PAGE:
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Erdogan’s AK party loses Turkey cities, secularist party claims victory

Erdogan’s AK party loses Turkey cities, secularist party claims victory

In an upset for President Recep Tayyip Erdogan and his Justice and Development Party (AK Party), Turkey's main opposition party, the Republican People's Party (CHP), has claimed resounding victories in the crucial cities of Istanbul and Ankara in the local elections.

With over 95 per cent of the ballot boxes opened in Istanbul, Mayor Ekrem Imamoglu of the CHP declared a decisive triumph over the AK Party candidate, garnering more than one million votes ahead.

Addressing jubilant supporters, Imamoglu emphasized the significance of the electorate's message, stating, "Those who do not understand the nation’s message will eventually lose." He highlighted that the outcome of the election, with a massive voter turnout, symbolized a clear statement from the citizens of Istanbul.

Similar scenes unfolded in the capital city of Ankara, where CHP's Mayor Mansur Yavas celebrated his victory, interpreting it as a "clear message to those who rule this country."

The CHP's triumph extended beyond the two major cities, as they also held the lead in Izmir, Turkey’s third-largest city. State-run Anadolu Agency reported that the CHP prevailed in 36 out of Turkey’s 81 provinces, marking significant inroads into many traditional AK Party strongholds.

Opposition supporters took to the streets of Istanbul in large numbers, celebrating the results with torches and Turkish flags, underscoring the magnitude of the electoral shift.

President Erdogan, addressing the nation from the balcony of the presidential palace, acknowledged the setback suffered by his party, conceding that they had "lost altitude" across the country. He pledged to engage in self-reflection and rectify any mistakes made by the party, signalling a potential recalibration of his political strategy in response to the electoral setback.

The defeat in Istanbul holds personal resonance for Erdogan, who was born and raised in the city and previously served as its mayor in the 1990s. In the 2019 local elections, Imamoglu's victory in Istanbul marked a significant blow to Erdogan and the AK Party. Sunday's results represent another setback for the president, who had sought to reclaim control over key urban areas.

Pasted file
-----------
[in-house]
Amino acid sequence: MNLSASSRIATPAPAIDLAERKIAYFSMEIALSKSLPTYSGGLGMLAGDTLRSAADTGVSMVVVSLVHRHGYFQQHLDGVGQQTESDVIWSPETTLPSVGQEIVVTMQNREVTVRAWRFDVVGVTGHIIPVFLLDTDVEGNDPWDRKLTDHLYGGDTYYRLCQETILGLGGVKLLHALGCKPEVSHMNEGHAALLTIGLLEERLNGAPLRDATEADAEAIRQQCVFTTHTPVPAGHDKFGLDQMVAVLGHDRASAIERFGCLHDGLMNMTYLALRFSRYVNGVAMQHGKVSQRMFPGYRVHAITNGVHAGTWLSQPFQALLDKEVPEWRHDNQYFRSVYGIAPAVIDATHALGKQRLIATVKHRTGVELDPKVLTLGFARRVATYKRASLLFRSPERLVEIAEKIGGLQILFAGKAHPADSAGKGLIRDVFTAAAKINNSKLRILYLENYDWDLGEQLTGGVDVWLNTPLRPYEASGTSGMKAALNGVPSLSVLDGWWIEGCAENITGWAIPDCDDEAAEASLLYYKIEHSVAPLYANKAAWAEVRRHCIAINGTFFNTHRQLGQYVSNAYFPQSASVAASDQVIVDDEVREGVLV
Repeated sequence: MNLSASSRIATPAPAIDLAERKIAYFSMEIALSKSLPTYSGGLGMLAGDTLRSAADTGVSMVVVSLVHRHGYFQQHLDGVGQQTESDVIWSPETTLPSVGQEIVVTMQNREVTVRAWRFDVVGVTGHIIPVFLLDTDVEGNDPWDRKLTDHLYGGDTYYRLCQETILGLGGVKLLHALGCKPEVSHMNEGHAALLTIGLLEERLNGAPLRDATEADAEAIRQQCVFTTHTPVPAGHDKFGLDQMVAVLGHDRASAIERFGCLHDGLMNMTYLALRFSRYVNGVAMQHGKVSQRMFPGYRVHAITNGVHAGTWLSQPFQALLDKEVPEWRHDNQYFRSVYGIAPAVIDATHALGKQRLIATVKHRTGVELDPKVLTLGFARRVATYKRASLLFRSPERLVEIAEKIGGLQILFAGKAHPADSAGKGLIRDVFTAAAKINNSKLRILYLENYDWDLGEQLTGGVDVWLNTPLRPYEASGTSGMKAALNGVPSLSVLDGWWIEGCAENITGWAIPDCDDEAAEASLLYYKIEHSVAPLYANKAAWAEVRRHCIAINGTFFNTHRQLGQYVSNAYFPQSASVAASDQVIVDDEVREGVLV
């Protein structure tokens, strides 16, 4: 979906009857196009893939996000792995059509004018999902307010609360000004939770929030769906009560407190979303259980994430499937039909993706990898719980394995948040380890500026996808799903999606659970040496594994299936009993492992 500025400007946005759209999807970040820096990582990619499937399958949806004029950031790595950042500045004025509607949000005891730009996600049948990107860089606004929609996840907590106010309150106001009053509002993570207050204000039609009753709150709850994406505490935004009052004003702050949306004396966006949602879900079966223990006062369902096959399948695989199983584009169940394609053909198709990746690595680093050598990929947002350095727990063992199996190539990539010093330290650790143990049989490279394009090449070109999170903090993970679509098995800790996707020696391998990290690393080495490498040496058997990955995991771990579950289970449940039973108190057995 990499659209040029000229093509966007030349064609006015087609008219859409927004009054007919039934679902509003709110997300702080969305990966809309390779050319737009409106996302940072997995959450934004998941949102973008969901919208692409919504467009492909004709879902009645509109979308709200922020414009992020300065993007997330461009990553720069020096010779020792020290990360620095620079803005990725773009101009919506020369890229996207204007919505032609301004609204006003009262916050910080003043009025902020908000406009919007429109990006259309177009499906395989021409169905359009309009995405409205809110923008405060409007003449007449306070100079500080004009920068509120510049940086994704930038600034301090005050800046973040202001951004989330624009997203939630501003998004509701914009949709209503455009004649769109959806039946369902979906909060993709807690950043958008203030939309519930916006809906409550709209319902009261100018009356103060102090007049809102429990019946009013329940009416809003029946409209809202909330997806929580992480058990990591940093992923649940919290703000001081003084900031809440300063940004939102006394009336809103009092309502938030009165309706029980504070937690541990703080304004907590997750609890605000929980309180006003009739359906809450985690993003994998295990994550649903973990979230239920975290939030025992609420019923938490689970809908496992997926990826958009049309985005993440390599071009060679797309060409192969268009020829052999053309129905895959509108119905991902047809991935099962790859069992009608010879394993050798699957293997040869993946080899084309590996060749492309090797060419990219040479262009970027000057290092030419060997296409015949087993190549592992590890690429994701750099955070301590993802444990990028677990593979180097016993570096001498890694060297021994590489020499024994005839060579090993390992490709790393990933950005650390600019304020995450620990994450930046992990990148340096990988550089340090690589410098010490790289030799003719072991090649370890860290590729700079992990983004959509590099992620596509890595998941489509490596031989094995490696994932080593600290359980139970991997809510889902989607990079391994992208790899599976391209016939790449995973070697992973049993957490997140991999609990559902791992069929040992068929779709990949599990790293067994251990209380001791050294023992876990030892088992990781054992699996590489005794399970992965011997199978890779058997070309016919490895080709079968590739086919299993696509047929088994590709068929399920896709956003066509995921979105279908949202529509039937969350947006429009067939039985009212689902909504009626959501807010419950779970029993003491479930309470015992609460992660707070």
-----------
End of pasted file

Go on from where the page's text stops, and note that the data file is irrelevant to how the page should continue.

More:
Analysts view the outcome of the local elections as a referendum on Erdogan's leadership, particularly amidst economic challenges such as skyrocketing inflation and the depreciation of the Turkish currency against the dollar.

Sinan Ulgen, director of the Istanbul-based Edam think tank, described the results as "surprising" and attributed them to voters' desire to hold the governing party accountable for the state of the economy. Ulgen also suggested that Imamoglu's success positions him as a formidable candidate for the opposition in future presidential elections.

With over 61 million eligible voters participating in the local elections across Turkey, the resounding victories of the CHP in Istanbul and Ankara signal a seismic shift in the country's political landscape.

As Erdogan and the AK Party grapple with the aftermath of this electoral setback, attention turns to how they will navigate the challenges ahead and whether the opposition's momentum will translate into broader political gains in the future.

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TAGS:President Recep Tayyip ErdoganJustice and Development Party
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